In accordance with an embodiment of the invention, a pre-OS quarantine enforcement mechanism may be provided that allows a system to run a quarantine enforcement agent in an OS-absent environment prior to OS boot up. This mechanism may limit network resources' and system's exposure to damage caused by viruses or worms and also enables flexible resource usage policies prior to OS boot up. This mechanism provides an OS-independent quarantine enforcement mechanism.

In accordance with an embodiment of the invention, a pre-OS quarantine enforcement mechanism allows an IT administrator, for example, to perform preventive maintenance during boot time, for example, prior to loading the OS. Various embodiments of the invention may also provide local and remote methods for communicating system health information to the quarantine enforcement agent in an OS-absent environment. Another embodiment of the invention may enable running quarantine enforcement agents in both OS-present and OS-absent environments. The OS-absent environment may include the pre-boot and booting up stage before the OS image has been loaded. On the other hand, an OS-present environment may include the post-boot stage after the OS or boot image has been loaded. The invention also enables selection of computational resources and OS image based on the health of the system. The computational resources may include system memory resources, or CPU resources, for example.

In accordance with an embodiment of the invention, a pre-OS quarantine agent may obtain system health information locally or remotely. The pre-OS quarantine agent provides the network resources information to the OS-present components when the OS is loaded. The OS may not notice any difference between the pre-OS and OS-present enforcement clients. If the system is quarantined, then the pre-OS quarantine enforcement agent (QEA) may set up appropriate filters prior to OS loading to prevent incoming/outgoing malicious traffic. The quarantine server may coordinate the output from a plurality of system health validators (SHVs) and determine whether the pre-OS QEA should isolate a client from the network or not based on policy compliance status.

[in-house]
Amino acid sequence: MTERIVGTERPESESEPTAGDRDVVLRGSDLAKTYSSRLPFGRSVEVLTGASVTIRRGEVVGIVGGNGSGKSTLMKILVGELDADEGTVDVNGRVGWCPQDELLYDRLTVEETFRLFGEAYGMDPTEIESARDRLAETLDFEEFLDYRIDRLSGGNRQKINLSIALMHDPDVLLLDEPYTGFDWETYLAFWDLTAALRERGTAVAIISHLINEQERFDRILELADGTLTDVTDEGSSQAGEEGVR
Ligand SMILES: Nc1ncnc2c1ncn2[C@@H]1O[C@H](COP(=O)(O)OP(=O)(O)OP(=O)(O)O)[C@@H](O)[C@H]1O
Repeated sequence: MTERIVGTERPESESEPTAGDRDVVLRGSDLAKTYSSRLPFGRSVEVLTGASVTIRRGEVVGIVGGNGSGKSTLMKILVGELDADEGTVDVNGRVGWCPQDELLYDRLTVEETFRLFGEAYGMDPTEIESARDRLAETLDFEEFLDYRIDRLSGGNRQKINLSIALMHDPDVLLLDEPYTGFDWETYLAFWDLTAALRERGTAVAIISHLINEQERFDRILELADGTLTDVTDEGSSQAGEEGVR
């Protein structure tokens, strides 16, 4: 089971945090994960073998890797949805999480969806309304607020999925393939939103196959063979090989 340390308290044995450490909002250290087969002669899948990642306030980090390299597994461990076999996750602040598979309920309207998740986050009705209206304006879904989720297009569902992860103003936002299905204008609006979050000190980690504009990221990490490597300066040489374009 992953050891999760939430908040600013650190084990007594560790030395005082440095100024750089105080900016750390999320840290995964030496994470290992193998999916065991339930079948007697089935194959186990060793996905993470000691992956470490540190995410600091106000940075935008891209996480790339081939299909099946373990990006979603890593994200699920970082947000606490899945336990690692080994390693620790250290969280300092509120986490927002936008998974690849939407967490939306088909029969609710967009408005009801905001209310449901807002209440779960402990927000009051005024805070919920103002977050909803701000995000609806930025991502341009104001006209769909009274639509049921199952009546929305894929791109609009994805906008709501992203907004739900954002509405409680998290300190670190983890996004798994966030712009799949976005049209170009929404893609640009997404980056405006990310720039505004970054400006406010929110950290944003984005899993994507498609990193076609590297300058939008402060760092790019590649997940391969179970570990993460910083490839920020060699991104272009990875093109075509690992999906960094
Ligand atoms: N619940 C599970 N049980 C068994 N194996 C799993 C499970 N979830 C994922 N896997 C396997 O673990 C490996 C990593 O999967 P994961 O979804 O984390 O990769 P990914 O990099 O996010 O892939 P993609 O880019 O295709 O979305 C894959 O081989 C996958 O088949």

A system health validator (SHV) may validate the output from a corresponding system health agent (SHA) to verify whether the system health information complies with policy or not. A policy server may contain resources to keep network clients healthy and to provide remediation for client computers that are not healthy. The SHAs may communicate with policy servers to obtain the most recent updates. A quarantine policy may specify the required conditions for network access. A network may have more than one quarantine policy, for example, a DHCP quarantine or a VPN quarantine policy may use different quarantine policies.

FIG. 1A is a block diagram of an exemplary client server architecture that may be utilized in accordance with an embodiment of the invention. Referring to FIG. 1A, there is shown a host 151 and a plurality of clients, client 153, client 155, client 157 and client 159. The client 153 may comprise a host processor, for example. The client 155 may comprise a dedicated service processor independent from the host processor, for example. The host 151 may comprise suitable logic, circuitry and/or code that may be enabled to limit its new connection acceptance rate or the number of suspected frames of a known profile, for example, Internet control message protocol (ICMP) in order to make sure that attacks may not disrupt its service level to legitimate clients. The host 151 may comprise a pre-OS quarantine enforcement agent that enables querying of system health information of an operating system (OS) prior to booting the OS. The pre-OS QEA may enable enforcing of a quarantine mechanism based on the queried system health information prior to booting the OS.

FIG. 1B is a block diagram illustrating a host with a separate network interface hardware (NIHW) block, in accordance with an embodiment of the invention. Referring to FIG. 1B, there is shown a networking system 100, such as a server, a client, or a similar network machine, for example, that may comprise a host 102 and a network interface hardware (NIHW) device 104. The host 102 may comprise a central processing unit (CPU) 106, a memory 108, and a chipset 110. The CPU 106, the memory 108, and the chipset 110 may be communicatively coupled via, for example, a bus 112. In another embodiment the invention, the chipset 110 may be coupled to the memory 108 through the CPU 106.